Iwuoma 1Dubois with his program of “Cooperative Commonwealth,” Allen makes an effort to prove that hehas taken a comprehensive look at the established ideas of this discipline prior to discussing hisunique perspective. The discussion in this paper will add on to from Allen’s conclusion,
TowardA Transitional Program,
where he introduces Dubois’ program of Cooperative Common Wealth.Before moving forward with this analysis we must establish a definition for cooperativeeconomics. This will help decide if
Black Awakening in Capitalist America
serves its purpose to show that cooperative economics can help Black America move towards Black independence. So for this paper we shall adopt the definition for “Cooperative Commonwealth”created by WEB Dubois in his autobiographical essay,
Dusk of Dawn.
Dusk of Dawn
Dubois defines “Cooperative Economics” as the “careful planning of the inner economy and socialstructure of the black community so as to promote maximum development of that community”(276). So with this definition we are now equipped to see if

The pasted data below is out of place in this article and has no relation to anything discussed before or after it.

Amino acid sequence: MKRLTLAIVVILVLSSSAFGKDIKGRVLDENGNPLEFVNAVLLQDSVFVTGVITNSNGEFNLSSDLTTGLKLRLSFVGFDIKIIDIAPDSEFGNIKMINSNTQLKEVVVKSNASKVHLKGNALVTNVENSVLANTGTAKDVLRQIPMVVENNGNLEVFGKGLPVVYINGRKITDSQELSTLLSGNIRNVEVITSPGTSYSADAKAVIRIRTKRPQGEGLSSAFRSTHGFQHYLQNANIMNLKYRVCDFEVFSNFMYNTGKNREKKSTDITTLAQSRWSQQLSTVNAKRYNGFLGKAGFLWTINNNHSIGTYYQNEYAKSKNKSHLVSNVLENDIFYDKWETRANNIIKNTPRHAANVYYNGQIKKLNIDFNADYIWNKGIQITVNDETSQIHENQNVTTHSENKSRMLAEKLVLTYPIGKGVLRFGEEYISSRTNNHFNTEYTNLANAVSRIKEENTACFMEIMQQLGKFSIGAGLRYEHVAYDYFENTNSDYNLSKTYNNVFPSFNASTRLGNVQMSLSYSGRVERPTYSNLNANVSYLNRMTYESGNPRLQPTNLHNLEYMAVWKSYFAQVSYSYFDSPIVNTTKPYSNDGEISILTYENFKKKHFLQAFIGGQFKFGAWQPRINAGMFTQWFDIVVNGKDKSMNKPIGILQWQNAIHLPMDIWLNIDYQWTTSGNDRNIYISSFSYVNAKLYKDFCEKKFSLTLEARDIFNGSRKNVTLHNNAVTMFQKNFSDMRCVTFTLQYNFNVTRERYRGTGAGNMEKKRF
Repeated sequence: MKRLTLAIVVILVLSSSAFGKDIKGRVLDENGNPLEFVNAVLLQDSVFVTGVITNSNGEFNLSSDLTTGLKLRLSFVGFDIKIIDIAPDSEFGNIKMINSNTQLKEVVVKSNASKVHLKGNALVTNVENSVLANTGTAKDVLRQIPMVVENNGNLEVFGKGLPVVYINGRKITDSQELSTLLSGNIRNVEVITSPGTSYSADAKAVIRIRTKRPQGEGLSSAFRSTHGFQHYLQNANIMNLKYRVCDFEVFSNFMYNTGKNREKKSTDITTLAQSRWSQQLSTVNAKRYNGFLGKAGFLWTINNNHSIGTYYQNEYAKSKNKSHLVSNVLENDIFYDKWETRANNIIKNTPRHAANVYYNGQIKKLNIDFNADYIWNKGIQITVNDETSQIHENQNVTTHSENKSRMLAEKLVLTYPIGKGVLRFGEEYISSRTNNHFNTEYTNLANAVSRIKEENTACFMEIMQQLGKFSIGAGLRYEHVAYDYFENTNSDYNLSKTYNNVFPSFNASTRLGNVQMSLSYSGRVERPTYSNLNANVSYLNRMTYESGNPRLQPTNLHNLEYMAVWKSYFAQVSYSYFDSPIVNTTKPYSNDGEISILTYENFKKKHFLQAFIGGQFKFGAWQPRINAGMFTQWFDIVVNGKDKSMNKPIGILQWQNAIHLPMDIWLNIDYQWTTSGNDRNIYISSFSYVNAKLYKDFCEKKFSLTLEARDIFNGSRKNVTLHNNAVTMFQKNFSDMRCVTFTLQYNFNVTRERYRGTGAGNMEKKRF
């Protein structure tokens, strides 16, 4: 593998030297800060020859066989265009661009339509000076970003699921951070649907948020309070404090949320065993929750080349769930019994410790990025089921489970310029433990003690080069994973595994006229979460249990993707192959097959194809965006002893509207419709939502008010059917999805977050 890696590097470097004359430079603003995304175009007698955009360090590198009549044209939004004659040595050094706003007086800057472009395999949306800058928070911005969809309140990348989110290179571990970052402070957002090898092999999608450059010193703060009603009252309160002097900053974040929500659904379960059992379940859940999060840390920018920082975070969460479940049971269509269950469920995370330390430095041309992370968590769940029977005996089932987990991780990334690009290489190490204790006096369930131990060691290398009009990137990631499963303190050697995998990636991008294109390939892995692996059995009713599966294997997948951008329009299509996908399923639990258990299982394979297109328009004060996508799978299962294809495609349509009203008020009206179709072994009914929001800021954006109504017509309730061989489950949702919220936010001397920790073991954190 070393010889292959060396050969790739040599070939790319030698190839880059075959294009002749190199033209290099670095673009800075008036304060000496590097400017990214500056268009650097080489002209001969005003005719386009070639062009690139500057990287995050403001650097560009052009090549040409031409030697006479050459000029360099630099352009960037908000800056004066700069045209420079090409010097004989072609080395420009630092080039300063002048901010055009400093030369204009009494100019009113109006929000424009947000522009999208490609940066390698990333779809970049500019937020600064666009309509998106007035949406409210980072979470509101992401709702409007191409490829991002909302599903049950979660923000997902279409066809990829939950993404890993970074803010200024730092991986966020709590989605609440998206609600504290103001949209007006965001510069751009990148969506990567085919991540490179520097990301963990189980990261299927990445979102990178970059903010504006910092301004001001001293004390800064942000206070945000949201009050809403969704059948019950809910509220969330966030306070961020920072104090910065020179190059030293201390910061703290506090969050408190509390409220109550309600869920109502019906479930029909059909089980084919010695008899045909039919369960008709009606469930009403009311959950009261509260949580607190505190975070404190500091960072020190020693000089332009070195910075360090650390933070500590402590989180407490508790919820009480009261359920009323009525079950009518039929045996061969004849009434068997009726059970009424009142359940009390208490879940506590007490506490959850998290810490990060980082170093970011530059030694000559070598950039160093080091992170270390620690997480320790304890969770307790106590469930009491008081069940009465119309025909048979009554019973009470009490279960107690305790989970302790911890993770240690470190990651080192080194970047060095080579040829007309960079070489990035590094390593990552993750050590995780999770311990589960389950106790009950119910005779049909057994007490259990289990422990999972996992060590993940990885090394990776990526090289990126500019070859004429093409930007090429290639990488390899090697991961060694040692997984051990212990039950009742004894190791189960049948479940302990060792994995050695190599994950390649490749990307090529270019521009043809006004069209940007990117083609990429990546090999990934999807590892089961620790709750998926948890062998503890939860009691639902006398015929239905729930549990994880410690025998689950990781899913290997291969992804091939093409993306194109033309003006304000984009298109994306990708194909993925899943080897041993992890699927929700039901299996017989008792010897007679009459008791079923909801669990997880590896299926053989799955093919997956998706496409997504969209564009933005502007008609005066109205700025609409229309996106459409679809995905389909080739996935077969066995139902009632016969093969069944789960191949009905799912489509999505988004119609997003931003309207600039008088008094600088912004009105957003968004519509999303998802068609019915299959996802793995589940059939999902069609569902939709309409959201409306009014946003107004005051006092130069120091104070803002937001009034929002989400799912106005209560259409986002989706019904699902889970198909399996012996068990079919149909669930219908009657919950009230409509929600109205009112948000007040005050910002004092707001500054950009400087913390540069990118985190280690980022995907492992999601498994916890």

Black Awakening in CapitalistAmerica
serves its purpose. Neocolonialism has infected Black America, and has caused black people to becomesubservient to the dominant white culture. Neocolonialism can be defined as “the direct and overallsubordination of one people, nation, or country, to another with state power in the hands of dominating power” (13). In a political sense it refers to the domination of a subordinate group byrepresentatives of the superior group. Allen claims that black people “cannot afford some half hearted compromise which would make the black community in general, and its educated classesin particular, subservient to the expansionist needs of corporate capitalism” (274). This explanation by Allen speaks to the point of neocolonialism in the colony of Black America. Once Black people begin making compromises they fall directly under the control of neocolonialism. As Allen claims,2
DuBois, W. E. B.. Dusk of dawn; an essay toward an autobiography of a race concept.. New York: SchockenBooks, 1968. Print.